In this world, we have a propensity to put people on pedestals. Following leaders, idolising stars, styling ourselves after someone famous, and in the most extreme cases having a hero.
Much of this thinking comes from needing to belong. And we see it in many people, whether they subscribe to a particular political party or even a football team. And we know what it’s like: even when that party or team is doing very badly, theres no changing the minds of those stalwart supporters. That is the colour they wear, the brand they have chosen, the group that makes them tick.
But what about Catholics? Yes, we too have a portfolio, as it were, of heroes. They are our saints, those who have navigated the world and made their lives into a search for the God of love. The saints show us how many ways there are to enter the Kingdom of heaven. There are as many ways as there are people. And so, the life of a particular Saint who has gone before us suggests itself to be conducive to our life: St Francis perhaps, or Saint Bernard, or St Therese of Lisieux. Something chimes in our heart when we read about that Saint. And we hold them to ourselves as a motivational mirror. To some it is one, to others another.
When we look back at our inbuilt need to belong to a tribe, an association, a person, a brand, there is a slight warning for we who revere saints. There is a danger that we might make a saint into ‘our football team’, our ‘best friend’, our ‘invisible friend’, in other words, someone who we can shoehorn into our existing lives without really challenging us, without really changing very much ourselves.
So, we need to look at our interaction with the saints in a more realistic, more fruitful way. We might perhaps balance three thoughts together. The first: that we revere that saint because of what they represent, because of their unadulterated love for God, their specific vocations as nurses or feeders of the poor or theologians, depending on what attracts us most. The Second: that we can use this in our own lives to challenge us and push us. And this pushing is often a painful process and allayed to the Cross. To put it another way: what do we take from that Saint to make our lives more holy, more God-centred? The third: that sanctity is deeply linked to this side of the grave, that it is right here in this messy and difficult and beautiful world where saints are born.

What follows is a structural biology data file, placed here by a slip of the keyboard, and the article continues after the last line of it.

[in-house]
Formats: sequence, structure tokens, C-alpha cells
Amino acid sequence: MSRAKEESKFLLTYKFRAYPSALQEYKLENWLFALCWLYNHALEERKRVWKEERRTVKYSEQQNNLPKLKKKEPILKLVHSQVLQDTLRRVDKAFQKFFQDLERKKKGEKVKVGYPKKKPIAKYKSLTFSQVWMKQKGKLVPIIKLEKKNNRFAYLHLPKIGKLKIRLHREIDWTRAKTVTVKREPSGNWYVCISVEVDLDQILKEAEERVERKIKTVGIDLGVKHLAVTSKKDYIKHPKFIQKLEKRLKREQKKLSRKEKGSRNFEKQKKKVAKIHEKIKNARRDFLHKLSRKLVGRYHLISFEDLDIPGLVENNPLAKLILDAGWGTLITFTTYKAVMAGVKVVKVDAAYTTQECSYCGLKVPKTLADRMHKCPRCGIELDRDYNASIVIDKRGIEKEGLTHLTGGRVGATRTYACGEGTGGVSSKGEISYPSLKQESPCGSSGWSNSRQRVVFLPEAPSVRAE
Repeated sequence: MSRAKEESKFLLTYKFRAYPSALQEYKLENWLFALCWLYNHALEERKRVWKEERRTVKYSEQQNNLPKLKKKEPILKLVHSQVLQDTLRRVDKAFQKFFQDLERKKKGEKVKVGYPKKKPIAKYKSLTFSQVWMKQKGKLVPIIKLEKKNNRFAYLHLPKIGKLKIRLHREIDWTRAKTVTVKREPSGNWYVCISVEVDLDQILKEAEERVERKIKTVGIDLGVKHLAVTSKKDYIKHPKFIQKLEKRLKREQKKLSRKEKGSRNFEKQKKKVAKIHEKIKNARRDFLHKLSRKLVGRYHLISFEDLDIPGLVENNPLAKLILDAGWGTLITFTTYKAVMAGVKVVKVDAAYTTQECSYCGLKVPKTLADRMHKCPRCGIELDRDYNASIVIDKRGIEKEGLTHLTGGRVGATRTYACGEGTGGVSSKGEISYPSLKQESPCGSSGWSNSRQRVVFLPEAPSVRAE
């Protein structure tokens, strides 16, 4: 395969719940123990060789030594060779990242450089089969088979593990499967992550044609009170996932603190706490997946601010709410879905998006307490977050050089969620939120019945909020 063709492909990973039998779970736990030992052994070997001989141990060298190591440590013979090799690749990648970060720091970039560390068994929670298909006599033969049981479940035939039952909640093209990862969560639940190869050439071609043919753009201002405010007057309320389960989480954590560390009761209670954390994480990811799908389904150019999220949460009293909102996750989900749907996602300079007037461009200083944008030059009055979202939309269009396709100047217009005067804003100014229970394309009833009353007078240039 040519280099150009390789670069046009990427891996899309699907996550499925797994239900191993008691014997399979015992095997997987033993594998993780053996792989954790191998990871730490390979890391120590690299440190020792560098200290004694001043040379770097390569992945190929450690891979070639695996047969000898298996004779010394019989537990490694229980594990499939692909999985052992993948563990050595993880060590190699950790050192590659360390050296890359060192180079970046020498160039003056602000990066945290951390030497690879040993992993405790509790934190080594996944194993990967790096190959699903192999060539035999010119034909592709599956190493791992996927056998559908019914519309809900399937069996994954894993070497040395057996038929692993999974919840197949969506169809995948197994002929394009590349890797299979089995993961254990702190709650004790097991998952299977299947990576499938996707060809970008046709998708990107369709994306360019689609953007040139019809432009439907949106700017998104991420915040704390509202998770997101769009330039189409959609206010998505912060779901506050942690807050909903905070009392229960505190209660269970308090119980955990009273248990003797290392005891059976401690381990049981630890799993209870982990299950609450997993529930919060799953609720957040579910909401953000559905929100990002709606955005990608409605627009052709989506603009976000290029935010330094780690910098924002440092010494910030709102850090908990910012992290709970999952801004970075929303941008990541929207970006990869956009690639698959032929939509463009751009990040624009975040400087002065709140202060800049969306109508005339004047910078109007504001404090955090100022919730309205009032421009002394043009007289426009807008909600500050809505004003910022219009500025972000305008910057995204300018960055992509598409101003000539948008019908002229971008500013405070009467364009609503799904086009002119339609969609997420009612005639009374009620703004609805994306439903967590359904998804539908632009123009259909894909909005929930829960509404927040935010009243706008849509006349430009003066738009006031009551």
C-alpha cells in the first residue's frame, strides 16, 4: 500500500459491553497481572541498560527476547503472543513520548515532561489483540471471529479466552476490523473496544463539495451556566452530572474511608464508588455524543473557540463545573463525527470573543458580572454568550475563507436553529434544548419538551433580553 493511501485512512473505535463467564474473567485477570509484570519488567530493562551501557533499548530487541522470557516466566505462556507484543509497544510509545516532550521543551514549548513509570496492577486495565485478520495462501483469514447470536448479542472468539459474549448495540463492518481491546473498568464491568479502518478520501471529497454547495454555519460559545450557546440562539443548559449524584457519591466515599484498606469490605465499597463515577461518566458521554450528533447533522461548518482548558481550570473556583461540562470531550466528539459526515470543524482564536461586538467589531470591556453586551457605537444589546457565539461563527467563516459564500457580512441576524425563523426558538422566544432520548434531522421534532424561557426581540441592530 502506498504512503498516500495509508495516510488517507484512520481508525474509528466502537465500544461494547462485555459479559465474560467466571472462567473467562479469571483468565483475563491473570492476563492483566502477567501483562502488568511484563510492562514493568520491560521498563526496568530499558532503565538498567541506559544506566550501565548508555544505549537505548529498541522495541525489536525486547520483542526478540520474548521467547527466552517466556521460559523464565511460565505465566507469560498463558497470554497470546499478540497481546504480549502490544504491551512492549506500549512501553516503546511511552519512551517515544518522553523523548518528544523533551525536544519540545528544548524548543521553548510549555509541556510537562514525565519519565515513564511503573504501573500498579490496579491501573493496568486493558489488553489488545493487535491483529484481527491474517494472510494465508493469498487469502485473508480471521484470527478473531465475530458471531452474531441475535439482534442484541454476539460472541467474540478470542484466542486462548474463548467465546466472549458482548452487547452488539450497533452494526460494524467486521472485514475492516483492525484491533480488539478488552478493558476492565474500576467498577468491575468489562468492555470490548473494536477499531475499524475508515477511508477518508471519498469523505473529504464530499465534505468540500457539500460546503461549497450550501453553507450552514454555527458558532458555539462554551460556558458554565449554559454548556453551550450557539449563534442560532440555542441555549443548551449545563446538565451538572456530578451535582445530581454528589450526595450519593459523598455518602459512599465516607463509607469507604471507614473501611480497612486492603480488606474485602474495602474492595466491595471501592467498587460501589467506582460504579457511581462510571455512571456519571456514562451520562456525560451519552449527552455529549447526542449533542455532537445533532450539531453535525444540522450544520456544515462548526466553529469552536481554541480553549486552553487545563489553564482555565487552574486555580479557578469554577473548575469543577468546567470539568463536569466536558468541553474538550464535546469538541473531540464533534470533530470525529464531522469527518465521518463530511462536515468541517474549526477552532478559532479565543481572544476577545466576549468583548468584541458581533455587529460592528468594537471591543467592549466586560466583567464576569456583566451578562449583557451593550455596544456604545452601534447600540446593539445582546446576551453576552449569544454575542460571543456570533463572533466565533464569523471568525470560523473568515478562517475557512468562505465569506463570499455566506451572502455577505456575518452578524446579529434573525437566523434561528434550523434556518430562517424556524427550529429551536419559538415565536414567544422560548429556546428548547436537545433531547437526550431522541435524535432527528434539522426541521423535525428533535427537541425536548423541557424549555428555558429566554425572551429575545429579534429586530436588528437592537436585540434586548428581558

To put it more succinctly, whilst we use these saints as our beacons towards living for Christ, our lives are not their lives. What we take from the life of a saint has the capacity to make us saints, too… But not carbon copies of the Saint we revere. Saints are not, as it was once said, made at the plaster cast factory. They are instead made in that exquisite relationship between you and God, as he refines you, builds you into his image.
God builds us into his image through the prism of the saints… They are our compass, our guide. Sanctity can often be viewed as a thing of dusty history books written in flowery nineteenth century devotional speak. But no: sanctity is here now, it is knocking on our door and willing us towards the wedding feast. So let us use the traditions of our Church – the women and men who went before us – as our inspiration, as we seek that feast, calling upon the saints for their protection, their guidance, along the way. Amen.